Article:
Food Service Business Partners with Local Farms for Fresh Ingredients

Eat Matters PH is a food business that specializes in ‘paluto’ and diet meals. The owner, Isi Laureano, is a professional cook who recognizes the need for healthy and delicious meals. She knows that aside from the flavor and consistency of the meals that she serves, its health benefits are equally important, as well. That is why she only gets her fresh produce from trusted sources.

“When I was very much into the bazaars back in the day, I wanted to have a platform where I can cater to produce food events, etc. I started to make a special pop-up in my neighborhood. It was a ticketed event and they got the whole package of this scrumptious menu that was all local, all homemade and all fresh because Eat Matters makes our local food matters,” Isi shares.

Eat Matters PH

Image: Facebook/Eat Matters PH

Fresh farm ingredients

Eat Matters PH sources their fresh ingredients from local farms such as Teraoka Family Farm, Igorot’s Charm Café or ANI.ph, Kai Farms, Gus Growcery, Grassroots & Co. Farms, and Future Fresh, among others.

‘I mostly source vegetables like different kinds of sweet potatoes, all kinds of tomatoes, and fresh green,” Isi explains.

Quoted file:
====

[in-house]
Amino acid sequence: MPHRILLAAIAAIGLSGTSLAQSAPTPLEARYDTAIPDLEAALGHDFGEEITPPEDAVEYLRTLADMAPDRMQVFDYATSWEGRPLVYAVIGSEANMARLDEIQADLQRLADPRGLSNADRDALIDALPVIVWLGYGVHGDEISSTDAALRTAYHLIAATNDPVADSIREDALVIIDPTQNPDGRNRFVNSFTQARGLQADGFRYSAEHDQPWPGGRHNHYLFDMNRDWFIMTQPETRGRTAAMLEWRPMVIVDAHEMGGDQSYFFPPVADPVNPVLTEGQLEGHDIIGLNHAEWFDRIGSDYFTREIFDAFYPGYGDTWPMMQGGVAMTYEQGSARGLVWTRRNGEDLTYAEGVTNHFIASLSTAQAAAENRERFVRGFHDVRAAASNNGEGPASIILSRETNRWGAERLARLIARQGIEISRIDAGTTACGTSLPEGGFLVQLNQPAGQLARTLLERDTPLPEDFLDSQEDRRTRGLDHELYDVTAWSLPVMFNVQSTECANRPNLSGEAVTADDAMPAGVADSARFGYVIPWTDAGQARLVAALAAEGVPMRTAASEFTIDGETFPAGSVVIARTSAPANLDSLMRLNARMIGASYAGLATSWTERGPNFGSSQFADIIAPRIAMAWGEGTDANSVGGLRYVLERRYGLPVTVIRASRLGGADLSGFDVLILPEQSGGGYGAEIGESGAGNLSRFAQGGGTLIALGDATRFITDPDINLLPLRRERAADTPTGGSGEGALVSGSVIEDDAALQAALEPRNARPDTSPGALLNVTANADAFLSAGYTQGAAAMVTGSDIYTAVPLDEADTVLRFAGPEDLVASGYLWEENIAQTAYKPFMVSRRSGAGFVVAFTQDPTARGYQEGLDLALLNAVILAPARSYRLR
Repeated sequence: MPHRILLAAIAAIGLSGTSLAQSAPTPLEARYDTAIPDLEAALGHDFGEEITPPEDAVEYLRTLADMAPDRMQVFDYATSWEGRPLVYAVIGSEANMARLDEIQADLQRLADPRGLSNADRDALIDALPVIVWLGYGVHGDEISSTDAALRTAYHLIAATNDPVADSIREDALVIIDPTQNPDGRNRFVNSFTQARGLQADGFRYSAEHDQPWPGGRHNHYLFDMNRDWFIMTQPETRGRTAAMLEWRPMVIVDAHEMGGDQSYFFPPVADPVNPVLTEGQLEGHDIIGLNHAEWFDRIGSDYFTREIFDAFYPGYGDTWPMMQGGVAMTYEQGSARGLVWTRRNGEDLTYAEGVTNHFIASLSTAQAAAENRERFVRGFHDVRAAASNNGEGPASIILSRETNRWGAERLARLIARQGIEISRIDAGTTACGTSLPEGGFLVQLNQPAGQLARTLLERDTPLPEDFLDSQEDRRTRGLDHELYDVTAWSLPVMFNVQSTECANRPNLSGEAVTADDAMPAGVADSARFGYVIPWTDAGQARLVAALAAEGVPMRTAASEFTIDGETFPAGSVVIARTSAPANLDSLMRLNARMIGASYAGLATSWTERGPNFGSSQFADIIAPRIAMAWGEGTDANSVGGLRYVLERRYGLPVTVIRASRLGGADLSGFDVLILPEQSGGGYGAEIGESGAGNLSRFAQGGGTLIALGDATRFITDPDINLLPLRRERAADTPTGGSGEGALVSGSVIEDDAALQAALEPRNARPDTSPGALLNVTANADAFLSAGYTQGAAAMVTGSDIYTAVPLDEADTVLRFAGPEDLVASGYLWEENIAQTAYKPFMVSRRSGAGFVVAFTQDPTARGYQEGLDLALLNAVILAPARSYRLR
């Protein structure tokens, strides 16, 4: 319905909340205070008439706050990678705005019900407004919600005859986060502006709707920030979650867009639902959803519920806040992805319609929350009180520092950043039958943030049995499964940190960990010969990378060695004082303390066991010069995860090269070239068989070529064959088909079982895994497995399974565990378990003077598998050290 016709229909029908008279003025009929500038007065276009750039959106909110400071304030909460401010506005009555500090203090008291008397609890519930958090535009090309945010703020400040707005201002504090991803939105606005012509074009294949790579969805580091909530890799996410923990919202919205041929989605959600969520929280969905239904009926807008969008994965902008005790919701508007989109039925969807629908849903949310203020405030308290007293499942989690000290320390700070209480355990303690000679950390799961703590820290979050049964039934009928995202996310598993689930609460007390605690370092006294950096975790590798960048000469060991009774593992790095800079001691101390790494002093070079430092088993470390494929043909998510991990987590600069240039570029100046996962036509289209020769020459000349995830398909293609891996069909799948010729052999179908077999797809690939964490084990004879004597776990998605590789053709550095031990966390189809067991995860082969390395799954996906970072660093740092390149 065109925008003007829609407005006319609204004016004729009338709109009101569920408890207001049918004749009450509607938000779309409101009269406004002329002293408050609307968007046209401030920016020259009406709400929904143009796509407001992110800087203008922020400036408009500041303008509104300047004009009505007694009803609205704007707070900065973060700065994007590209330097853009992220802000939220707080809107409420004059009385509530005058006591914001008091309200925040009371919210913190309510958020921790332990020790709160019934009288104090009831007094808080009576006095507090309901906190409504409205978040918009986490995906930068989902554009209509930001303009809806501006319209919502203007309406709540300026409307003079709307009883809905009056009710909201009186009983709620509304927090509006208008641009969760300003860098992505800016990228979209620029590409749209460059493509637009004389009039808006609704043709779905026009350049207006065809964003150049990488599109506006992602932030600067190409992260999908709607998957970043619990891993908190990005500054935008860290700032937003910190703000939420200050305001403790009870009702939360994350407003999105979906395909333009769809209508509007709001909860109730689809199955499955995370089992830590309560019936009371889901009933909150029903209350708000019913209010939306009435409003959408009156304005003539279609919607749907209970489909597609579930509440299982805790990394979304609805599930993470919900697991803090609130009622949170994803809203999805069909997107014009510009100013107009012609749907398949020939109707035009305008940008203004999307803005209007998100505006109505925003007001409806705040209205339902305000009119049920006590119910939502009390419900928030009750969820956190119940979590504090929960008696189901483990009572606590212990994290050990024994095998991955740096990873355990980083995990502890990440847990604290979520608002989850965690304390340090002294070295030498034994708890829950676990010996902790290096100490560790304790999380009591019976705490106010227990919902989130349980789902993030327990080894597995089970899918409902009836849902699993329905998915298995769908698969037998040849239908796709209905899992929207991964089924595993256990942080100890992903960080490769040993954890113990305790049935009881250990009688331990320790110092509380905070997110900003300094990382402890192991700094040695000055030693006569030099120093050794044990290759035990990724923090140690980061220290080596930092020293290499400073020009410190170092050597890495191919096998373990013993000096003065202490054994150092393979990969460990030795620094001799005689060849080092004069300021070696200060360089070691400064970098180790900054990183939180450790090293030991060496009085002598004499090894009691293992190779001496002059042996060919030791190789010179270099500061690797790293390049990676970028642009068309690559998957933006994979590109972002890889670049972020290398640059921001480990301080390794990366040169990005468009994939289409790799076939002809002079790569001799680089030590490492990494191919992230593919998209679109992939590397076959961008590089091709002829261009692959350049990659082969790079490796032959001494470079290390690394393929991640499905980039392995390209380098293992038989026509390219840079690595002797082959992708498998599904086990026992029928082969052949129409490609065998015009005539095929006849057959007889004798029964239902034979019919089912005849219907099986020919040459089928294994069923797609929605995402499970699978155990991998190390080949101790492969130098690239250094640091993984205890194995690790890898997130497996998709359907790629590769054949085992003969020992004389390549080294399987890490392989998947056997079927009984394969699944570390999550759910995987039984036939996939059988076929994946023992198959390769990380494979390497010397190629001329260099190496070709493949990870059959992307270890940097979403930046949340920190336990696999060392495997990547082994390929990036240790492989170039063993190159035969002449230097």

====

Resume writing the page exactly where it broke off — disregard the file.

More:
Through her business, Isi does not only promote her local farm partners, but she was also able to help lessen the amount of food wasted from oversupply from farms.

Eat Matters PH

Image: Facebook/Eat Matters PH

“Supporting local farms and advocating local produce has been my agenda ever since. It is great to work directly with our local farmers because they get all the profit for their hard work. You appreciate more of all the things they do so the food on our tables is more appreciated,” Isi said.

Furthermore, she said that she also learned a lot from the local farmers, not only on farming but also on current issues concerning the agriculture sector.

“It is important to just use local as it helps our economy and environment. It’s very good to know that what you are eating comes from the best local farms,” she ended.